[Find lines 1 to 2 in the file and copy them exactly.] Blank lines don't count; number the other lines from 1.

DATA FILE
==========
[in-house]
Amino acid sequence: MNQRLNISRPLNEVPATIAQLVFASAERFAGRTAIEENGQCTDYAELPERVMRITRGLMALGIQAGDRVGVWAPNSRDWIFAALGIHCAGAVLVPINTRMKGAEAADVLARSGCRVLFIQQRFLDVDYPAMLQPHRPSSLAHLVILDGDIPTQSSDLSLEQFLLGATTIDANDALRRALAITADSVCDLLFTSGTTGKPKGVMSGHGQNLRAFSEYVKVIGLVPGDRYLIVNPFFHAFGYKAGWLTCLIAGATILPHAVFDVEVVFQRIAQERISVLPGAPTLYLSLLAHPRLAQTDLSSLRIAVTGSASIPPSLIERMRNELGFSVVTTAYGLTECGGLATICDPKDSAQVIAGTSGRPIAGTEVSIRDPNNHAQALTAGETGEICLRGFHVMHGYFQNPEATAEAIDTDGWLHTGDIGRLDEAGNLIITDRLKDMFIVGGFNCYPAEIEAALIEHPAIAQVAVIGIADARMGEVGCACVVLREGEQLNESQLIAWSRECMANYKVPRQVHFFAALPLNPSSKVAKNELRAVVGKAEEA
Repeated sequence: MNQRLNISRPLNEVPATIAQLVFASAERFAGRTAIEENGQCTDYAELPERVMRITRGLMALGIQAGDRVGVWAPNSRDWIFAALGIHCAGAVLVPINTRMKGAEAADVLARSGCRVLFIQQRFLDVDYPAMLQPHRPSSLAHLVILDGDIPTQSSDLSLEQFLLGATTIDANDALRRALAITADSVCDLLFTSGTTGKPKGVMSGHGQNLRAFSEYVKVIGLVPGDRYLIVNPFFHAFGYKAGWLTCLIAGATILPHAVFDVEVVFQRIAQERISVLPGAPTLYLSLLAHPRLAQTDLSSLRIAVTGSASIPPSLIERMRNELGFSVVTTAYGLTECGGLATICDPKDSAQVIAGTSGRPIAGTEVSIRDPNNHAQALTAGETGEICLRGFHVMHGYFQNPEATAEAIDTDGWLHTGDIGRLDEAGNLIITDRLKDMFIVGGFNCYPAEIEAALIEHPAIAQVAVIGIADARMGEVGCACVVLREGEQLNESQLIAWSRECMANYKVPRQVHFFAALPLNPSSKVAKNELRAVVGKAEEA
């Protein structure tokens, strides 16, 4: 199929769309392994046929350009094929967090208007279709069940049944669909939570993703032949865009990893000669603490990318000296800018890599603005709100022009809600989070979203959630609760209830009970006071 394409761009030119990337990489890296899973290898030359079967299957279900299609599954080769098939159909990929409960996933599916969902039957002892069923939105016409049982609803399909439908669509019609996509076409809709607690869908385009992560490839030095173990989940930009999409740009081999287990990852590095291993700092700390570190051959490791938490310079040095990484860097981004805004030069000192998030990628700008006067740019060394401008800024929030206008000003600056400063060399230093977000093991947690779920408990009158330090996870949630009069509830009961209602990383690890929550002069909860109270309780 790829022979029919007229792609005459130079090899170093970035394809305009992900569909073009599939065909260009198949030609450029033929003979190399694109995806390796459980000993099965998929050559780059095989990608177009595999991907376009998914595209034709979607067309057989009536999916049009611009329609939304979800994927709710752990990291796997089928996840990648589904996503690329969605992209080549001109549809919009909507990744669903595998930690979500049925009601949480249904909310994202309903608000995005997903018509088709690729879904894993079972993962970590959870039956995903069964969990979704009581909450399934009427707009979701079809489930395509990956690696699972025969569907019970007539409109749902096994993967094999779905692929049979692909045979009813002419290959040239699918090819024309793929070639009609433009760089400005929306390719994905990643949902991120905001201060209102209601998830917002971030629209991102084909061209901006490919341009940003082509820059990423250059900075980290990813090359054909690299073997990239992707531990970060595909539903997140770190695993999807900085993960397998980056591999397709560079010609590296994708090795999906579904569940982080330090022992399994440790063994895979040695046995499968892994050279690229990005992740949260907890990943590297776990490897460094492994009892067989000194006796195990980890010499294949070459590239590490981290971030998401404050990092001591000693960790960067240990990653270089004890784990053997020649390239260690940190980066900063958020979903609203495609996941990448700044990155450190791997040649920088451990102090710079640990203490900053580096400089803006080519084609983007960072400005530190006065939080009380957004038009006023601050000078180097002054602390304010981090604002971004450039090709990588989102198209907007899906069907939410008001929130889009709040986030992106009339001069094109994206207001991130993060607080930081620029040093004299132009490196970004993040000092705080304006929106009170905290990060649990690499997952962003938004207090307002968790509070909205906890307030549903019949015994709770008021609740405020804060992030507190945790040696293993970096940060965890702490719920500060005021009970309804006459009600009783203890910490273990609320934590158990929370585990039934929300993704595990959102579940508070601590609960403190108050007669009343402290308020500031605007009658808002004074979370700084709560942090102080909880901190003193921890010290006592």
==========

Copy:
[in-house]
Amino acid sequence: MNQRLNISRPLNEVPATIAQLVFASAERFAGRTAIEENGQCTDYAELPERVMRITRGLMALGIQAGDRVGVWAPNSRDWIFAALGIHCAGAVLVPINTRMKGAEAADVLARSGCRVLFIQQRFLDVDYPAMLQPHRPSSLAHLVILDGDIPTQSSDLSLEQFLLGATTIDANDALRRALAITADSVCDLLFTSGTTGKPKGVMSGHGQNLRAFSEYVKVIGLVPGDRYLIVNPFFHAFGYKAGWLTCLIAGATILPHAVFDVEVVFQRIAQERISVLPGAPTLYLSLLAHPRLAQTDLSSLRIAVTGSASIPPSLIERMRNELGFSVVTTAYGLTECGGLATICDPKDSAQVIAGTSGRPIAGTEVSIRDPNNHAQALTAGETGEICLRGFHVMHGYFQNPEATAEAIDTDGWLHTGDIGRLDEAGNLIITDRLKDMFIVGGFNCYPAEIEAALIEHPAIAQVAVIGIADARMGEVGCACVVLREGEQLNESQLIAWSRECMANYKVPRQVHFFAALPLNPSSKVAKNELRAVVGKAEEA